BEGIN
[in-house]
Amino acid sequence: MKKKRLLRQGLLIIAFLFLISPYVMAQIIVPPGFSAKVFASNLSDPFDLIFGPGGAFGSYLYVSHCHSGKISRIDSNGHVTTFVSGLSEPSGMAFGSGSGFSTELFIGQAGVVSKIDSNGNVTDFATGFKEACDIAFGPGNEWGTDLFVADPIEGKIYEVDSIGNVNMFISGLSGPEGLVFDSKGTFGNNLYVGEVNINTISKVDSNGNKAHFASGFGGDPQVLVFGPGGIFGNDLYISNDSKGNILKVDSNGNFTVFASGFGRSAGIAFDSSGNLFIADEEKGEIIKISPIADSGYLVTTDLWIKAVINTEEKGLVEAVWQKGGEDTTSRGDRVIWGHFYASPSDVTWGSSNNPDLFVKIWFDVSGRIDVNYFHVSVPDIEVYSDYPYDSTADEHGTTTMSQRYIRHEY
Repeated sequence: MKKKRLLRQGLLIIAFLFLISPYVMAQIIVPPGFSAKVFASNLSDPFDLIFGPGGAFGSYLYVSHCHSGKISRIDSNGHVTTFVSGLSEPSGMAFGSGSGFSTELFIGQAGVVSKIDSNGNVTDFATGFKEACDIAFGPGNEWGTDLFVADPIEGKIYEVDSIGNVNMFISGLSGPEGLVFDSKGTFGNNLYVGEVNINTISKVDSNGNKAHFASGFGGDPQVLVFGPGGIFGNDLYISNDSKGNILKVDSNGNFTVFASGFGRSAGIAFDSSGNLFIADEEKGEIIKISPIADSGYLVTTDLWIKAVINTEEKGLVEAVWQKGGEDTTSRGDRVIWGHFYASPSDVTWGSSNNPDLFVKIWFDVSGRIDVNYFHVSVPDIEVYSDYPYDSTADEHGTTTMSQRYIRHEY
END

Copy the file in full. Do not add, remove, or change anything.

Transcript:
[in-house]
Amino acid sequence: MKKKRLLRQGLLIIAFLFLISPYVMAQIIVPPGFSAKVFASNLSDPFDLIFGPGGAFGSYLYVSHCHSGKISRIDSNGHVTTFVSGLSEPSGMAFGSGSGFSTELFIGQAGVVSKIDSNGNVTDFATGFKEACDIAFGPGNEWGTDLFVADPIEGKIYEVDSIGNVNMFISGLSGPEGLVFDSKGTFGNNLYVGEVNINTISKVDSNGNKAHFASGFGGDPQVLVFGPGGIFGNDLYISNDSKGNILKVDSNGNFTVFASGFGRSAGIAFDSSGNLFIADEEKGEIIKISPIADSGYLVTTDLWIKAVINTEEKGLVEAVWQKGGEDTTSRGDRVIWGHFYASPSDVTWGSSNNPDLFVKIWFDVSGRIDVNYFHVSVPDIEVYSDYPYDSTADEHGTTTMSQRYIRHEY
Repeated sequence: MKKKRLLRQGLLIIAFLFLISPYVMAQIIVPPGFSAKVFASNLSDPFDLIFGPGGAFGSYLYVSHCHSGKISRIDSNGHVTTFVSGLSEPSGMAFGSGSGFSTELFIGQAGVVSKIDSNGNVTDFATGFKEACDIAFGPGNEWGTDLFVADPIEGKIYEVDSIGNVNMFISGLSGPEGLVFDSKGTFGNNLYVGEVNINTISKVDSNGNKAHFASGFGGDPQVLVFGPGGIFGNDLYISNDSKGNILKVDSNGNFTVFASGFGRSAGIAFDSSGNLFIADEEKGEIIKISPIADSGYLVTTDLWIKAVINTEEKGLVEAVWQKGGEDTTSRGDRVIWGHFYASPSDVTWGSSNNPDLFVKIWFDVSGRIDVNYFHVSVPDIEVYSDYPYDSTADEHGTTTMSQRYIRHEY